Last year she made a bunch of fingerless gloves.  They sold out quickly and she made more for people who couldn’t come to the Open House.

Suzy also made a few shawls, they also sold out.

This year, Suzy was planning on making more fingerless gloves,  (I have pictures of Suzy on vacation at the beach knitting gloves and shawls), but it doesn’t seem to be happening.

She is however making shawl after shawl.

I told her to keep going with what she feels drawn to make.  Whatever you make, I texted her, I’ll sell.  

I believe in trusting the artist, not trying to tell them what to create.

So this year at the Bedlam Farm Open House we’ll have Suzy’s hand spun and hand knit shawls.   So far she sent me picture of three of them, but there’s still two months before the Open House.

The Shawl in the picture above has several different types of wool in it.  The gray wool is from my Romney sheep, Griselle.

I told Suzy, that it made me think of the Rings of Saturn, a paper wasp nest or a sea shell.  That it has nature in it.

Suzy will once again be at the Open House at Bedlam Farm on October 7th and 8th selling her work and  spinning her wool.  So you’ll be able to see at least part of the process that goes into creating each shawl.

And I’ll get to visit with Suzy for a while.  She lives in Pennsylvania so we don’t get to see much of each other.  But we do keep in touch by texting and sending photos and videos back and forth to each other.  Not as good as the real thing, but it works.

Linda Corrow’s Hand Woven Bird Houses At The Bedlam Farm Open House

August 20th, 2017

Linda’s handwoven bird house

I can’t even remember how it came about.  Jon and I were in the Valley Artisan’s Market in town and I was getting a ceramic tile with a frog on it for Jon and he was buying me a hand-woven bird house.

It all happened so quick.  Within moments Linda was handing me her card and telling me she’d make a bunch of birdhouses and have them for me in two weeks.

I couldn’t resist them.   I knew people coming to the Open House would want them.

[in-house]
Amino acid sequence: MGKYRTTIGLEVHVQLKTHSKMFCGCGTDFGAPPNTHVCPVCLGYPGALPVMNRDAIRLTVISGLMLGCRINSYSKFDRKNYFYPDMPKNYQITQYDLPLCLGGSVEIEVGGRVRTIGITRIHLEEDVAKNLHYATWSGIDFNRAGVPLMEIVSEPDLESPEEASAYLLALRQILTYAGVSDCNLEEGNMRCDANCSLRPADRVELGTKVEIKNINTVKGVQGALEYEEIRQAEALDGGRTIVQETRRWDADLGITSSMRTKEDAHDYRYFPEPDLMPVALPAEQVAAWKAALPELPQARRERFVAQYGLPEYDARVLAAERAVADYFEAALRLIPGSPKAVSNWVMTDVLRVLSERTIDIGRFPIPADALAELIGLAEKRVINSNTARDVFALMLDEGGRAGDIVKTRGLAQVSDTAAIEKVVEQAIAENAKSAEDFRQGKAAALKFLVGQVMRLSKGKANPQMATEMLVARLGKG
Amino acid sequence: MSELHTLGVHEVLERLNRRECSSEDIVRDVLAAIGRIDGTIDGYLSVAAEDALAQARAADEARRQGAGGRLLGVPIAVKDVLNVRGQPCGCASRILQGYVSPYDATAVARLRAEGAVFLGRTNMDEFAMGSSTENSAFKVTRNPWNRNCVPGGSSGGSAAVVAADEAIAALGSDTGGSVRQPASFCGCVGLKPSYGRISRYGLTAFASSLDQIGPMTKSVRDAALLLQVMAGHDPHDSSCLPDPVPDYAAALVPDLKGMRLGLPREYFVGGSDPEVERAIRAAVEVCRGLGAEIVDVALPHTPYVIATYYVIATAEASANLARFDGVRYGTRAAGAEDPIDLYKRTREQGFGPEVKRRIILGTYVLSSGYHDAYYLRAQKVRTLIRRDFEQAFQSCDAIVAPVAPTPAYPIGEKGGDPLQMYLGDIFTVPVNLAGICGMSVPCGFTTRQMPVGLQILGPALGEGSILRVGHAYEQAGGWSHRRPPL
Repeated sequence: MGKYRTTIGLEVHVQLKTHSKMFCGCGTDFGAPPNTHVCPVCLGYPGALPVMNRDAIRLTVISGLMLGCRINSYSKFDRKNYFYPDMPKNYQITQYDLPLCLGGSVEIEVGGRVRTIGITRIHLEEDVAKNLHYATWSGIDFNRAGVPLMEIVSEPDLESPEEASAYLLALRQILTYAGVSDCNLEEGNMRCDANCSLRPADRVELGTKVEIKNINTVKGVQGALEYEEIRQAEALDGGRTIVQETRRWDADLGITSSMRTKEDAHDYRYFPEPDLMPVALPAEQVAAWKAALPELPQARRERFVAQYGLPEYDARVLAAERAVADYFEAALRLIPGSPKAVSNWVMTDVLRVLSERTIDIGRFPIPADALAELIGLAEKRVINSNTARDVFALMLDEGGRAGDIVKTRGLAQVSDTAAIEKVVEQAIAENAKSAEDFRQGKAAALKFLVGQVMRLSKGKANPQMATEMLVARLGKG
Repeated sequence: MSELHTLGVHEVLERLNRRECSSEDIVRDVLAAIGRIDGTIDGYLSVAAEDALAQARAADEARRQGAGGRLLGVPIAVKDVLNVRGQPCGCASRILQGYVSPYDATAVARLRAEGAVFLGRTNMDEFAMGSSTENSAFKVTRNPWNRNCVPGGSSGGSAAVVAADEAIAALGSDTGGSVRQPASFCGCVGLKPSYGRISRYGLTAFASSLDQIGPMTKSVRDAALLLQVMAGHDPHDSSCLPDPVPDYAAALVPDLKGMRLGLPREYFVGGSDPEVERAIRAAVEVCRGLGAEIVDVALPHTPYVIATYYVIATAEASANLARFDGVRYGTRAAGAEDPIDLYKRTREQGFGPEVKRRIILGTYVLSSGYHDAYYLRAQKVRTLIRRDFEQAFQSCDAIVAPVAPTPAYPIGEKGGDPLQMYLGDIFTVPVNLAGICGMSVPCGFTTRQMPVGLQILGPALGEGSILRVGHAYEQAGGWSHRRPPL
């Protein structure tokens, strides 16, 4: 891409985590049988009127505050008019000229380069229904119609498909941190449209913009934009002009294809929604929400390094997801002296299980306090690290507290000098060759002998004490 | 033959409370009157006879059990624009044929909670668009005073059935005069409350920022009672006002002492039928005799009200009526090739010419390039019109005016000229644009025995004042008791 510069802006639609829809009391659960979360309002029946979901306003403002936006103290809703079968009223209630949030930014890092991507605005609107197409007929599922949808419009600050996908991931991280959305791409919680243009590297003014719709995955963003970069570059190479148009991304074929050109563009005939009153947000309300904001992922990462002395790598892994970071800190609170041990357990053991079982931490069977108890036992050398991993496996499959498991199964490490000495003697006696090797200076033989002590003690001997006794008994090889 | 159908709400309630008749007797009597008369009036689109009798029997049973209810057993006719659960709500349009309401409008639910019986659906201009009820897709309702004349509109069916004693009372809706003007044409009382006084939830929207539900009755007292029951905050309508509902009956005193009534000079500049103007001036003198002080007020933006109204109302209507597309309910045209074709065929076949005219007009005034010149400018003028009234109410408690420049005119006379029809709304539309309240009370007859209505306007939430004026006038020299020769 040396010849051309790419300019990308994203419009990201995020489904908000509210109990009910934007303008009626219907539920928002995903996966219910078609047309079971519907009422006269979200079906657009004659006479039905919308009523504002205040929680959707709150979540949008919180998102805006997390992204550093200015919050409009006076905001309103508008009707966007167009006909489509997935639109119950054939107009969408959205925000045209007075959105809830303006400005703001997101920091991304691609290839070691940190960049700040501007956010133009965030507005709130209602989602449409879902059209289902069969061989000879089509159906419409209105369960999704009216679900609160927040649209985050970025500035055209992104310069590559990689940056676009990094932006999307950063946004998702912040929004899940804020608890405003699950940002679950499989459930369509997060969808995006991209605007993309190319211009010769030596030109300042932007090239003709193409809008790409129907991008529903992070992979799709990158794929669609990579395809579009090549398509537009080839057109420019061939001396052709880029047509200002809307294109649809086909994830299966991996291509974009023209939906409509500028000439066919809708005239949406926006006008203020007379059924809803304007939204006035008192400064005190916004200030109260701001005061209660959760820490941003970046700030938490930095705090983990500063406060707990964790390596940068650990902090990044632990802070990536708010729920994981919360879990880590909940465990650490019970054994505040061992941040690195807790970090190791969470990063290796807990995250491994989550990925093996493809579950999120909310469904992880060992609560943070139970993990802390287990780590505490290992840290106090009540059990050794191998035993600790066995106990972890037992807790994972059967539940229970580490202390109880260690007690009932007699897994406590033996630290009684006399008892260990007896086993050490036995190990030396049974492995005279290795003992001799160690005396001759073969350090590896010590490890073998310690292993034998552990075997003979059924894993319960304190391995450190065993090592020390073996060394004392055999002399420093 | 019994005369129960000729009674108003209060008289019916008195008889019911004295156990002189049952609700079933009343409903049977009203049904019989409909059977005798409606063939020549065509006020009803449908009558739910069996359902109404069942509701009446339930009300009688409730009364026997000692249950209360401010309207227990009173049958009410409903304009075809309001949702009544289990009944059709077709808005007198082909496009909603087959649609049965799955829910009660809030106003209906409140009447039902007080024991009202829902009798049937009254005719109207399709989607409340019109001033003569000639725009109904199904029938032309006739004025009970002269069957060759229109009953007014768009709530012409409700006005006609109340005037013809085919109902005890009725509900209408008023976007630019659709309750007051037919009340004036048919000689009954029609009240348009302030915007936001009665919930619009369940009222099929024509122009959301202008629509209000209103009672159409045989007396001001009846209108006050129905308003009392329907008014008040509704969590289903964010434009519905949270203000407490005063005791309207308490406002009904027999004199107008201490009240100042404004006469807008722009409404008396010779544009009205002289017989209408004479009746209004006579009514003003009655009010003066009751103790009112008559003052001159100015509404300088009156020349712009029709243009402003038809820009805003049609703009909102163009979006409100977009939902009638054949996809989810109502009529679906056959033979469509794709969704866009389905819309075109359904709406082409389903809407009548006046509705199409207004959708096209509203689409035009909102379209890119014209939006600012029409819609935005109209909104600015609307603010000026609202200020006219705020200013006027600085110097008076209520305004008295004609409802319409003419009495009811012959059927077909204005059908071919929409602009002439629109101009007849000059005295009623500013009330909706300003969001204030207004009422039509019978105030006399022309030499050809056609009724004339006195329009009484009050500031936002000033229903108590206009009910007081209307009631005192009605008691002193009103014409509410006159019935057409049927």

Linda  Corrow is a basket weaver.   I remember meeting her about six months ago.  I was taken with her passion and enthusiasm for her work.  She explained the small details on each basket that made them special and unique.

Linda said she got the idea for the bird houses from the gourd bird houses she’s seen.   She thought that she could weave a bird house based on that design.

It took her a while to perfect, but eventually she figured it out.

The red around the doorway of the house attracts the birds.  When they leave the nest for good, you can easily clean the house out by pushing something like a screwdriver in the spaces in the bottom of the house and removing the old nest through the doorway.  You can even hose them down with water.

In the winter you can use the bird house as a bird feeder by  laying some paper in the bottom of the house to block the spaces then filling it with bird seed.

Because it’s woven the birds find it easy to land on the outside of the house and poke their heads in to get the seeds.

Each Bird House is expertly and beautifully hand-woven.  I’m so happy to have them at the Bedlam Farm Open House which is October 7th and 8th from 11-4pm.





Can’t Make Them Quick Enough

August 20th, 2017

My Little Window Potholders are flying out of my studio.

I can’t seem to make them quick enough.  I’m planning on making some for the Open House (Just two months away, October 7th and 8th) and I want to make some to sell at the Round House Cafe.